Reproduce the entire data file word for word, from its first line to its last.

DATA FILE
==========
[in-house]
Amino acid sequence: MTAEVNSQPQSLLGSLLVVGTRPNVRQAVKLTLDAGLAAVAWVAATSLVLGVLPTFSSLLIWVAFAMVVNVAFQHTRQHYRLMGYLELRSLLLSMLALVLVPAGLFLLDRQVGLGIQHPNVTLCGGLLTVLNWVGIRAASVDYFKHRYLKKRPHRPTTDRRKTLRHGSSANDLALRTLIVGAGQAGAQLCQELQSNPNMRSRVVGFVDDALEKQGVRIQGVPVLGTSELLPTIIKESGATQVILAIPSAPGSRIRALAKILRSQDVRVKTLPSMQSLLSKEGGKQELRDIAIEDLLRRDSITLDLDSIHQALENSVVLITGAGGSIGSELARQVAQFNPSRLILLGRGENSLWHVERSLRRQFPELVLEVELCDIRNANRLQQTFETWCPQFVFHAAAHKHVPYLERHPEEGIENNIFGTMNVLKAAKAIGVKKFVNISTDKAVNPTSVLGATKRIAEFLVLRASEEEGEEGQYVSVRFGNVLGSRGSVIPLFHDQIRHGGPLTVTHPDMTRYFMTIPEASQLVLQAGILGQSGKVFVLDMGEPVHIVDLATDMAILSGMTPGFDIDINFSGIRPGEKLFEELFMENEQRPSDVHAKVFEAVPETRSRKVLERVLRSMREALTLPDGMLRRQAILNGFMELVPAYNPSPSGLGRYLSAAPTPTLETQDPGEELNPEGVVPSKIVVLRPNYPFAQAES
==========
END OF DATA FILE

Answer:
[in-house]
Amino acid sequence: MTAEVNSQPQSLLGSLLVVGTRPNVRQAVKLTLDAGLAAVAWVAATSLVLGVLPTFSSLLIWVAFAMVVNVAFQHTRQHYRLMGYLELRSLLLSMLALVLVPAGLFLLDRQVGLGIQHPNVTLCGGLLTVLNWVGIRAASVDYFKHRYLKKRPHRPTTDRRKTLRHGSSANDLALRTLIVGAGQAGAQLCQELQSNPNMRSRVVGFVDDALEKQGVRIQGVPVLGTSELLPTIIKESGATQVILAIPSAPGSRIRALAKILRSQDVRVKTLPSMQSLLSKEGGKQELRDIAIEDLLRRDSITLDLDSIHQALENSVVLITGAGGSIGSELARQVAQFNPSRLILLGRGENSLWHVERSLRRQFPELVLEVELCDIRNANRLQQTFETWCPQFVFHAAAHKHVPYLERHPEEGIENNIFGTMNVLKAAKAIGVKKFVNISTDKAVNPTSVLGATKRIAEFLVLRASEEEGEEGQYVSVRFGNVLGSRGSVIPLFHDQIRHGGPLTVTHPDMTRYFMTIPEASQLVLQAGILGQSGKVFVLDMGEPVHIVDLATDMAILSGMTPGFDIDINFSGIRPGEKLFEELFMENEQRPSDVHAKVFEAVPETRSRKVLERVLRSMREALTLPDGMLRRQAILNGFMELVPAYNPSPSGLGRYLSAAPTPTLETQDPGEELNPEGVVPSKIVVLRPNYPFAQAES